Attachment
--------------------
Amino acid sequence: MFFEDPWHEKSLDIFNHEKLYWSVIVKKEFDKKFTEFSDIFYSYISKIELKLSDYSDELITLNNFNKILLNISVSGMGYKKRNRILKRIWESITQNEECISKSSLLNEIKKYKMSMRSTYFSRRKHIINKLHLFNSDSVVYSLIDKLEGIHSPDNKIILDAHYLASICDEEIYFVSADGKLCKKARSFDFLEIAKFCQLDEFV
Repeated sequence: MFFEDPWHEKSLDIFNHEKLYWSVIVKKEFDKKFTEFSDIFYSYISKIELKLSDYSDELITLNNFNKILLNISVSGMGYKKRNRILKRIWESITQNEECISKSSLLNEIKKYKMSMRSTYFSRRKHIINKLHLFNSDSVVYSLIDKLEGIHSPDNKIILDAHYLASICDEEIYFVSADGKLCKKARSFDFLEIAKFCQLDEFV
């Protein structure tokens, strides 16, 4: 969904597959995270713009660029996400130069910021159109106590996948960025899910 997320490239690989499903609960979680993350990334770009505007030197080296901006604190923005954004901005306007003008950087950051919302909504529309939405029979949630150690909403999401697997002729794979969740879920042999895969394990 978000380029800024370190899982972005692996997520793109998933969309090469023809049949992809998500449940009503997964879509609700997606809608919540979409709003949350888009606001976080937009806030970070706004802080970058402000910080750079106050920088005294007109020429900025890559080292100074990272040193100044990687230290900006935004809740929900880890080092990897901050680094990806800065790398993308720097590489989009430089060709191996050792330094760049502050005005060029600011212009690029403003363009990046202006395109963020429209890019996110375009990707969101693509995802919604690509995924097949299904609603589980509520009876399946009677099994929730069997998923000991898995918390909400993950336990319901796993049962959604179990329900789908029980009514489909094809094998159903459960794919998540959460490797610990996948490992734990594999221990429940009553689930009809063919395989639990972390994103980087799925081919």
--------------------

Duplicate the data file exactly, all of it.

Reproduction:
Amino acid sequence: MFFEDPWHEKSLDIFNHEKLYWSVIVKKEFDKKFTEFSDIFYSYISKIELKLSDYSDELITLNNFNKILLNISVSGMGYKKRNRILKRIWESITQNEECISKSSLLNEIKKYKMSMRSTYFSRRKHIINKLHLFNSDSVVYSLIDKLEGIHSPDNKIILDAHYLASICDEEIYFVSADGKLCKKARSFDFLEIAKFCQLDEFV
Repeated sequence: MFFEDPWHEKSLDIFNHEKLYWSVIVKKEFDKKFTEFSDIFYSYISKIELKLSDYSDELITLNNFNKILLNISVSGMGYKKRNRILKRIWESITQNEECISKSSLLNEIKKYKMSMRSTYFSRRKHIINKLHLFNSDSVVYSLIDKLEGIHSPDNKIILDAHYLASICDEEIYFVSADGKLCKKARSFDFLEIAKFCQLDEFV
């Protein structure tokens, strides 16, 4: 969904597959995270713009660029996400130069910021159109106590996948960025899910 997320490239690989499903609960979680993350990334770009505007030197080296901006604190923005954004901005306007003008950087950051919302909504529309939405029979949630150690909403999401697997002729794979969740879920042999895969394990 978000380029800024370190899982972005692996997520793109998933969309090469023809049949992809998500449940009503997964879509609700997606809608919540979409709003949350888009606001976080937009806030970070706004802080970058402000910080750079106050920088005294007109020429900025890559080292100074990272040193100044990687230290900006935004809740929900880890080092990897901050680094990806800065790398993308720097590489989009430089060709191996050792330094760049502050005005060029600011212009690029403003363009990046202006395109963020429209890019996110375009990707969101693509995802919604690509995924097949299904609603589980509520009876399946009677099994929730069997998923000991898995918390909400993950336990319901796993049962959604179990329900789908029980009514489909094809094998159903459960794919998540959460490797610990996948490992734990594999221990429940009553689930009809063919395989639990972390994103980087799925081919």